Spring is almost here and temperatures are already increasing. Warm, sunny days paired with stagnant water left over from rainstorms create the perfect mosquito breeding habitat.
It's too soon to tell the future regarding the intensity of the West Nile virus in California. However, more rainfall means there is an increased potential for mosquito breeding sites.
Your active participation can help reduce mosquito populations. Follow these guidelines:
- Dump water out of buckets, tires, flowerpots and other containers.
- Clean clogged rain gutters.
- Eliminate tarps or other sources that hold water.
- Keep screen doors and windows in good condition.
- Report neglected swimming...
- Author: Dennis Pittenger
[From the August 2015 issue of the UC IPM Green Bulletin]
Q. How much water do landscapes use in California?
A. Landscape irrigation accounts for only about 9% of total statewide developed water use, but the percentage varies widely among communities. Water applied to landscapes is estimated to account for about 50% of residential water consumption statewide, but the amount varies from about 30% in some coastal communities to 60% or more in many inland suburban communities.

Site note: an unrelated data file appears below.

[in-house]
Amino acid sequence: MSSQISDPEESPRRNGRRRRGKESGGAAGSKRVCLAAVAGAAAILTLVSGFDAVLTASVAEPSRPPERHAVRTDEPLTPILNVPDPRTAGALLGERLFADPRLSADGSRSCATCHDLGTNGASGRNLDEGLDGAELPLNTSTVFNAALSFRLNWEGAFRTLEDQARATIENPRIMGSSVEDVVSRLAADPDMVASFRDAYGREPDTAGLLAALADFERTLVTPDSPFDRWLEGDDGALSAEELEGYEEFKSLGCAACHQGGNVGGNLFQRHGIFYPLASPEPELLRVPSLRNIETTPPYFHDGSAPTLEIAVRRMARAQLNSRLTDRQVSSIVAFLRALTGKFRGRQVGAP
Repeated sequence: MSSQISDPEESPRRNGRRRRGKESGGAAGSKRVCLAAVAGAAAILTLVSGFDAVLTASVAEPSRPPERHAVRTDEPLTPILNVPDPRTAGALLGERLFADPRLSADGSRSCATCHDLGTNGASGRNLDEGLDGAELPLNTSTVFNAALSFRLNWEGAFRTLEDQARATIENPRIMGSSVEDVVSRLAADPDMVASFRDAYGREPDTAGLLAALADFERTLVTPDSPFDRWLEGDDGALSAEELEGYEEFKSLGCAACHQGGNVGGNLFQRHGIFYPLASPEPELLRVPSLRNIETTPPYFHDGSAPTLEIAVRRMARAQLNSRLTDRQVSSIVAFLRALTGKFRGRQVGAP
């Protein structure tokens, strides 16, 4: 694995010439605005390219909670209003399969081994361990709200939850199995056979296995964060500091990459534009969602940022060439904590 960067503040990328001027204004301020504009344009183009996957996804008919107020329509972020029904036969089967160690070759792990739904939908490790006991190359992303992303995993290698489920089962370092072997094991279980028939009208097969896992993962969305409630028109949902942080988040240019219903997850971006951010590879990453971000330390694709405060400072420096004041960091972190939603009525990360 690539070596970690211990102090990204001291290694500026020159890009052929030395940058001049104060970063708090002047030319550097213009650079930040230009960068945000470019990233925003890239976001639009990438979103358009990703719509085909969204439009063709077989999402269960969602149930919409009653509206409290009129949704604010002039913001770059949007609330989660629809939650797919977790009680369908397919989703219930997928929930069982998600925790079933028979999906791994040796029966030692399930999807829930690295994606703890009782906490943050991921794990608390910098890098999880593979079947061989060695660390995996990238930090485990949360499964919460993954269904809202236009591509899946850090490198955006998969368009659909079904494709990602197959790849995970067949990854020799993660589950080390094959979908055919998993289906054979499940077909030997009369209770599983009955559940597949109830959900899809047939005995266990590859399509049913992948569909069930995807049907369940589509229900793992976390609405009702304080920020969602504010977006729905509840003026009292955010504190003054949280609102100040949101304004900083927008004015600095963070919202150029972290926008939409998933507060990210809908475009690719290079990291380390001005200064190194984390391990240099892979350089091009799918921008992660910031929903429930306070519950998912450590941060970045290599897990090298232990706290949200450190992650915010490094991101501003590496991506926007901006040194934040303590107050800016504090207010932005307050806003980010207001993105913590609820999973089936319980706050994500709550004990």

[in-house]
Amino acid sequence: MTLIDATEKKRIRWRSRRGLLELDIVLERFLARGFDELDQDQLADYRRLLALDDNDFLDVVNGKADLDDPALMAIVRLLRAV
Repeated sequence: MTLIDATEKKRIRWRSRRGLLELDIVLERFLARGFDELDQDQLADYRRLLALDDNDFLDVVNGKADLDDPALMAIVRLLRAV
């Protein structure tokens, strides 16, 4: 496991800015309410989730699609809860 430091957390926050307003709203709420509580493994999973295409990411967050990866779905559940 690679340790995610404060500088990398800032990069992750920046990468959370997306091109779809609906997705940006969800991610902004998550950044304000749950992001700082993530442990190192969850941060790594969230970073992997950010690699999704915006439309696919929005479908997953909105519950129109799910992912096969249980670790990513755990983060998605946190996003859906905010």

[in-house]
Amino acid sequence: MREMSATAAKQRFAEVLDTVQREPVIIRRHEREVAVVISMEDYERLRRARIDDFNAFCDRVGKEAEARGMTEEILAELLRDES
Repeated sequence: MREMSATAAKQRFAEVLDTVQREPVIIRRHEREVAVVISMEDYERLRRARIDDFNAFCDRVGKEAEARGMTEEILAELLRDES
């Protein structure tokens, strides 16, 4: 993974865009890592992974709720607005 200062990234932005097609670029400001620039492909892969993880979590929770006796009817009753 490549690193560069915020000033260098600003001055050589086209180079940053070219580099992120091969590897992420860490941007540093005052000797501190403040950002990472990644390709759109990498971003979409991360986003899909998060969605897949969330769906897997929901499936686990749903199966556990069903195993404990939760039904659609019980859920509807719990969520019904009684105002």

Q. Does a landscape have to.../span>
- Author: Karrie Reid
[From March 2014 issue of the Retail Nursery and Garden Center IPM News.]
Anything used to cover the surface of the soil in a landscape or garden is called mulch. Most retail nurseries and garden centers sell a variety of mulch products in smaller bagged quantities or rolls. Mulch may be inorganic, like rock or chipped rubber; organic, such as straw, shredded leaves, chipped wood or bark; or synthetic landscape fabric. Mulch is often confused with compost; but while compost may be used as mulch, its primary use is as a soil amendment. Generally, larger-sized organic materials used.../span>